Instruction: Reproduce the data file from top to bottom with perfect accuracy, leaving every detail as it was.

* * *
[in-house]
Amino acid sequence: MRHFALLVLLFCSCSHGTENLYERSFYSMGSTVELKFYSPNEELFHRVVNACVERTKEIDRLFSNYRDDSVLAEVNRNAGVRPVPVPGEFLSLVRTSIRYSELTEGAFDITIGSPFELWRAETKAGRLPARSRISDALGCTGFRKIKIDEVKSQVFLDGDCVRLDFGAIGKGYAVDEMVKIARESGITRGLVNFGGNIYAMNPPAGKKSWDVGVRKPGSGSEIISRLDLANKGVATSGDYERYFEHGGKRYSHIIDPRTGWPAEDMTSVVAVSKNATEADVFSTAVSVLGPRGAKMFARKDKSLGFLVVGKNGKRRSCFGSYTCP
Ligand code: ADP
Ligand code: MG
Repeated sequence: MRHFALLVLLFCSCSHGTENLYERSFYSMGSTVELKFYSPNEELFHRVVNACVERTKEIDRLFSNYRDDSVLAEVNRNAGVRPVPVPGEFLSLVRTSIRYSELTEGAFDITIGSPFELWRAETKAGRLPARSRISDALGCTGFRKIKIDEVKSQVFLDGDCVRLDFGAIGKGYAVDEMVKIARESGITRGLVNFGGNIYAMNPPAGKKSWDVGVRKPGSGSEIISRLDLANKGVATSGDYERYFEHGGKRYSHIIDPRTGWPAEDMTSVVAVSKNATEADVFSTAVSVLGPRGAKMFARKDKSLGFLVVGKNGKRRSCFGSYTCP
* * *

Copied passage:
[in-house]
Amino acid sequence: MRHFALLVLLFCSCSHGTENLYERSFYSMGSTVELKFYSPNEELFHRVVNACVERTKEIDRLFSNYRDDSVLAEVNRNAGVRPVPVPGEFLSLVRTSIRYSELTEGAFDITIGSPFELWRAETKAGRLPARSRISDALGCTGFRKIKIDEVKSQVFLDGDCVRLDFGAIGKGYAVDEMVKIARESGITRGLVNFGGNIYAMNPPAGKKSWDVGVRKPGSGSEIISRLDLANKGVATSGDYERYFEHGGKRYSHIIDPRTGWPAEDMTSVVAVSKNATEADVFSTAVSVLGPRGAKMFARKDKSLGFLVVGKNGKRRSCFGSYTCP
Ligand code: ADP
Ligand code: MG
Repeated sequence: MRHFALLVLLFCSCSHGTENLYERSFYSMGSTVELKFYSPNEELFHRVVNACVERTKEIDRLFSNYRDDSVLAEVNRNAGVRPVPVPGEFLSLVRTSIRYSELTEGAFDITIGSPFELWRAETKAGRLPARSRISDALGCTGFRKIKIDEVKSQVFLDGDCVRLDFGAIGKGYAVDEMVKIARESGITRGLVNFGGNIYAMNPPAGKKSWDVGVRKPGSGSEIISRLDLANKGVATSGDYERYFEHGGKRYSHIIDPRTGWPAEDMTSVVAVSKNATEADVFSTAVSVLGPRGAKMFARKDKSLGFLVVGKNGKRRSCFGSYTCP